Our performance at the state competition went incredibly well. The final scene in our production proved our emotional investment in the show. Tim Carter’s actor gave his account of the mass suicide in Jonestown. The entire cast was crying, and we finally understood the heartbreak and horror of the final event. As we all slowly drank from our cups, hugged our loved ones, and lay down for the final time, the audience was completely silent and in shock. After the final, cold, unfeeling words from the archivist, “…owing to the lack of reliable and specific information about their own intent and the possibility of coercion by others, the manner of death in our opinion remains undetermined,” a soloist began to sing. To his ballad version of Presley’s “Walk a Mile in My Shoes,” each member of the cast slowly arose from death, holding an individual picture of a person who was actually in Jonestown. We stood facing the audience, sobbing, unmoving, and then slowly drifted offstage. As the spotlight on the soloist slowly faded with the piano’s last chord, the audience was still. Immediately as the curtain closed, we heard an eruption of applause.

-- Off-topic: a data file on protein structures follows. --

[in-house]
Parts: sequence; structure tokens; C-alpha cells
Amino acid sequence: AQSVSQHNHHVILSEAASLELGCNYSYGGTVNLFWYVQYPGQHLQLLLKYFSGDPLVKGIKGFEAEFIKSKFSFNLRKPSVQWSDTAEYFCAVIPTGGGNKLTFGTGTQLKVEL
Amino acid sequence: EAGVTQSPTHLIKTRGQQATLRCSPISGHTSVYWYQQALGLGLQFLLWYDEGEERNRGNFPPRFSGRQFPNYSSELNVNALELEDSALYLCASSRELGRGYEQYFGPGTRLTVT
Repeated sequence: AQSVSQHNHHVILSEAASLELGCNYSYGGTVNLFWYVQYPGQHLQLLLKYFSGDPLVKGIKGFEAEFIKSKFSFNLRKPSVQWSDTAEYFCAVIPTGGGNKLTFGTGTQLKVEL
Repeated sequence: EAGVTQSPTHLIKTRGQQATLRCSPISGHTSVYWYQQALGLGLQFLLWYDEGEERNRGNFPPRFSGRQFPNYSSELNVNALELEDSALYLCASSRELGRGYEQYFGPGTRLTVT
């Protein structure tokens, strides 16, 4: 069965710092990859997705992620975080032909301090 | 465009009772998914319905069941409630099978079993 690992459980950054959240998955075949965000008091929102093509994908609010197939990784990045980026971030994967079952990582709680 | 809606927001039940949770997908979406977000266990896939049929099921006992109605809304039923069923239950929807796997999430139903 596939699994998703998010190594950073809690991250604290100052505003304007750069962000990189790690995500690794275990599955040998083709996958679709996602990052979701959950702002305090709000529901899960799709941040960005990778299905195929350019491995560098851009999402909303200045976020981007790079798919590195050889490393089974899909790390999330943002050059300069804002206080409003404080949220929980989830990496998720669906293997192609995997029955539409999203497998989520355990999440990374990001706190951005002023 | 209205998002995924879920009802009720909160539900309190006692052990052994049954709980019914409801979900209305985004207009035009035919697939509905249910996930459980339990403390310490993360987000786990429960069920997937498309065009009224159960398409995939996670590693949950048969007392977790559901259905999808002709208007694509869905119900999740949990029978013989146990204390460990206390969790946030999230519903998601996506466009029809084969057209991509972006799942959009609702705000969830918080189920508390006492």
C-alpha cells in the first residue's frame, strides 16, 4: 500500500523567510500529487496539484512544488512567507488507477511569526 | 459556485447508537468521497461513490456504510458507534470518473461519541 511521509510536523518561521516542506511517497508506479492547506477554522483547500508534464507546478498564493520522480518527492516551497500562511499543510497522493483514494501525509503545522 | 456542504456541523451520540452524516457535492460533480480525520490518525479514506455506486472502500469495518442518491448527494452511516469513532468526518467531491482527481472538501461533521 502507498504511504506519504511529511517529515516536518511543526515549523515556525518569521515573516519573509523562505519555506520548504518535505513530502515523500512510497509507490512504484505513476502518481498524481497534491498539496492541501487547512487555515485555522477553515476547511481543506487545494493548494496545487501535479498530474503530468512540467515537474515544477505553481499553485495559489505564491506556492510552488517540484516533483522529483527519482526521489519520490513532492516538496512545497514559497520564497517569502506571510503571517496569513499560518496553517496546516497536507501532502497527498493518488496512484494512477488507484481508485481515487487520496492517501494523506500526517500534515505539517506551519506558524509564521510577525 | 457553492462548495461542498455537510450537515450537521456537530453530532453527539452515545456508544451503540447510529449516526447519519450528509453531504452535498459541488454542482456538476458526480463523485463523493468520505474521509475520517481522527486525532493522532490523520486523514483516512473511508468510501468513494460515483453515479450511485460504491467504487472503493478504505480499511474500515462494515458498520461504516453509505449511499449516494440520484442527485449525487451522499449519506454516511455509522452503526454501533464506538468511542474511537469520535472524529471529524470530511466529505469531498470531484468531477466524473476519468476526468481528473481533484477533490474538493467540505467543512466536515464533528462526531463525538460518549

Our cast received all individual superior acting awards, and our show received a superior overall performance award. As much as we appreciated the honors, we were more proud knowing we had done the show, and the members of Jonestown, justice.

Hearing the stories of the various roles in The People’s Temple production, I learned not to judge a person’s actions until I understand all sides of the story. The events and people from Jonestown are the proof I needed to remember that lesson for the rest of my life.

(Maggie Downing now attends college at the University of South Dakota.)